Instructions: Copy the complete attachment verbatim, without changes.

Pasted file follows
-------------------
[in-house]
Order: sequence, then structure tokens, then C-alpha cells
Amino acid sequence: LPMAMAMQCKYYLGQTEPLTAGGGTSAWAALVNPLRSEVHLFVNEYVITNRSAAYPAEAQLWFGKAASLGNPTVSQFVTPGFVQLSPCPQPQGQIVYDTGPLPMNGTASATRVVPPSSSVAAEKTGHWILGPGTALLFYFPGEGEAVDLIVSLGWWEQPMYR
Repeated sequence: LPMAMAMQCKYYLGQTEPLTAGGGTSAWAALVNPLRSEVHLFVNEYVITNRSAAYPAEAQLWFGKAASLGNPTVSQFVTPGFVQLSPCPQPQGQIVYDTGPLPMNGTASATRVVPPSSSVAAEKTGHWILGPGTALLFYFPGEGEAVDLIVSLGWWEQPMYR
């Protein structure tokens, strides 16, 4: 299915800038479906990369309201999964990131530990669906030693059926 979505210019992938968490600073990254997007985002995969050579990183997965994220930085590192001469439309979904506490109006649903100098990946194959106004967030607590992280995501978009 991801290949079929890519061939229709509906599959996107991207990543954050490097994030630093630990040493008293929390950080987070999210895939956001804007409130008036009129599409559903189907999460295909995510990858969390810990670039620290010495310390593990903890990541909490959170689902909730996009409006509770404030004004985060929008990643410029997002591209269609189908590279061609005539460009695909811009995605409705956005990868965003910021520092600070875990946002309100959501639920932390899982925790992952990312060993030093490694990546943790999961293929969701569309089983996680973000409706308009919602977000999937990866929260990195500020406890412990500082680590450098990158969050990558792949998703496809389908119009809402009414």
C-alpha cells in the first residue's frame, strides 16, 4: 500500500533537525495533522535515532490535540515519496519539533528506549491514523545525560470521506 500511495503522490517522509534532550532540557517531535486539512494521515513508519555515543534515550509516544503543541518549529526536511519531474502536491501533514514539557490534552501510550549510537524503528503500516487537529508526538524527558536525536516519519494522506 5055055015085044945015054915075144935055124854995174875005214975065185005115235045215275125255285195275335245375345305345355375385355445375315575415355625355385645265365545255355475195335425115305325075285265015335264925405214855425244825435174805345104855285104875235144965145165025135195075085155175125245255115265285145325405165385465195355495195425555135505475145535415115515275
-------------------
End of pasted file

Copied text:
[in-house]
Order: sequence, then structure tokens, then C-alpha cells
Amino acid sequence: LPMAMAMQCKYYLGQTEPLTAGGGTSAWAALVNPLRSEVHLFVNEYVITNRSAAYPAEAQLWFGKAASLGNPTVSQFVTPGFVQLSPCPQPQGQIVYDTGPLPMNGTASATRVVPPSSSVAAEKTGHWILGPGTALLFYFPGEGEAVDLIVSLGWWEQPMYR
Repeated sequence: LPMAMAMQCKYYLGQTEPLTAGGGTSAWAALVNPLRSEVHLFVNEYVITNRSAAYPAEAQLWFGKAASLGNPTVSQFVTPGFVQLSPCPQPQGQIVYDTGPLPMNGTASATRVVPPSSSVAAEKTGHWILGPGTALLFYFPGEGEAVDLIVSLGWWEQPMYR
């Protein structure tokens, strides 16, 4: 299915800038479906990369309201999964990131530990669906030693059926 979505210019992938968490600073990254997007985002995969050579990183997965994220930085590192001469439309979904506490109006649903100098990946194959106004967030607590992280995501978009 991801290949079929890519061939229709509906599959996107991207990543954050490097994030630093630990040493008293929390950080987070999210895939956001804007409130008036009129599409559903189907999460295909995510990858969390810990670039620290010495310390593990903890990541909490959170689902909730996009409006509770404030004004985060929008990643410029997002591209269609189908590279061609005539460009695909811009995605409705956005990868965003910021520092600070875990946002309100959501639920932390899982925790992952990312060993030093490694990546943790999961293929969701569309089983996680973000409706308009919602977000999937990866929260990195500020406890412990500082680590450098990158969050990558792949998703496809389908119009809402009414």
C-alpha cells in the first residue's frame, strides 16, 4: 500500500533537525495533522535515532490535540515519496519539533528506549491514523545525560470521506 500511495503522490517522509534532550532540557517531535486539512494521515513508519555515543534515550509516544503543541518549529526536511519531474502536491501533514514539557490534552501510550549510537524503528503500516487537529508526538524527558536525536516519519494522506 5055055015085044945015054915075144935055124854995174875005214975065185005115235045215275125255285195275335245375345305345355375385355445375315575415355625355385645265365545255355475195335425115305325075285265015335264925405214855425244825435174805345104855285104875235144965145165025135195075085155175125245255115265285145325405165385465195355495195425555135505475145535415115515275